The leader who has failed the PASSION TEST denies the priority of the kingdom (Matthew 6:33) and the neglects the importance of truth (Proverbs 19:2). It is impossible to take others to the right place if you haven’t found it yourself. Zeal and apathy work together to force out joy and satisfaction. This leader’s inventory is overstocked with mistakes, surprises, and shallow relationships.

A consistent simplicity can save us: What matters most? What breaks the heart of Jesus? What breaks your heart? Think about these things often. Once a month, once a week, to a degree, you can think about this every day. Here’s the hope: the more you ask these questions, the better your life will get. WE ARE ALL ON A JOURNEY. EVERYONE OF US HAS THE DIS-ABILITY TO FORGET THE IMPORTANT. We learn to love the trivial and magnify the meaningless. Retuning to these questions moves us forward and upward.

I think we need
>>STOP SIGNS, for when we’re about to go out of bounds (and love the wrong things and become indifferent to the good things)
>>STOP LIGHTS for when we need discernment
>>ON-RAMPS for when we really need to CRANK it all the way, and
>>OFF RAMPS to get back to normal life.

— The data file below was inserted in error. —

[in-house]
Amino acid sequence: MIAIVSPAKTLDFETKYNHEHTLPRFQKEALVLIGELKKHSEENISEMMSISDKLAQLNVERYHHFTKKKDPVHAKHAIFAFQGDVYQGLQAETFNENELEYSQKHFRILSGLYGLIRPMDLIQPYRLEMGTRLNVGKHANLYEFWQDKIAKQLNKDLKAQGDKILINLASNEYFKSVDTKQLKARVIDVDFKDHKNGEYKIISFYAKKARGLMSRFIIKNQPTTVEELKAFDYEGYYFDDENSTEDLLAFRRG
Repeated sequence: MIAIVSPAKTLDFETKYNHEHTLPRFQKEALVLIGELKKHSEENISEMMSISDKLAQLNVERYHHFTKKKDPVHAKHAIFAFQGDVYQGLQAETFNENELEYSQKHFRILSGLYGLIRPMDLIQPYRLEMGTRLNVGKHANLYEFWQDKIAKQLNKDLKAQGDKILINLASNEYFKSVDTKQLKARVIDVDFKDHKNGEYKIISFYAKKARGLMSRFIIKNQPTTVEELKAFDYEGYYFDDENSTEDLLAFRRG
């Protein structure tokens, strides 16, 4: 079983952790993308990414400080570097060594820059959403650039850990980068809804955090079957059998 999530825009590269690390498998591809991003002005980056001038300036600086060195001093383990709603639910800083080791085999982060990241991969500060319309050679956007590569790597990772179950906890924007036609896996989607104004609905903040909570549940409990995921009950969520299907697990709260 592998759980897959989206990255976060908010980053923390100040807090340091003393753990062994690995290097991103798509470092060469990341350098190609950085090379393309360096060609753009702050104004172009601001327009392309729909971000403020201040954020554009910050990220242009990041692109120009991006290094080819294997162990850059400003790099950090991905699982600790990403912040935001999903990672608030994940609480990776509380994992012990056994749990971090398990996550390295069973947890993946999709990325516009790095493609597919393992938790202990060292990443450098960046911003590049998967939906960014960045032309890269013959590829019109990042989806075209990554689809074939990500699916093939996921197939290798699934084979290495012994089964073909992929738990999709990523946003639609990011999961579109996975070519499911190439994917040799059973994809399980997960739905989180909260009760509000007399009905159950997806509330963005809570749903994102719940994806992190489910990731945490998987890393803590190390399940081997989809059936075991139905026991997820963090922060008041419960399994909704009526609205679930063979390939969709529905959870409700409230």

FOR ME>>

STOP SIGNS happen when I get surprised by a person’s response to something I do… if I joke too much, or correct too harshly… when someone responds in a way I didn’t anticipate, I bring EVERYTHING to a halt (usually that night) to see where I went wrong.

STOP LIGHTS are typically my friends…people I respect enough to ask their opinion or feelings when I’m unsure or need feedback.

I’ve got lots of ON RAMPS… but when I’m with another person, and they reveal or talk about their passion, then I shut everything else out of my mind, forget about the time, and do what ever it takes to SUBMERGE and FULLY engage what he or she is talking about. I could be on fire, but I don’t care cause I’m watching them burn.

OFF RAMP for me is time with my family. I rarely “catch up” on emails late at night (cause when am I going to catch up on family time?), or do other things that are ministry related.

What do you love? Where are you indifferent? Do you have a heart after God’s?

I want to interrupt my influence by examining my passions.

 

+mattmcgill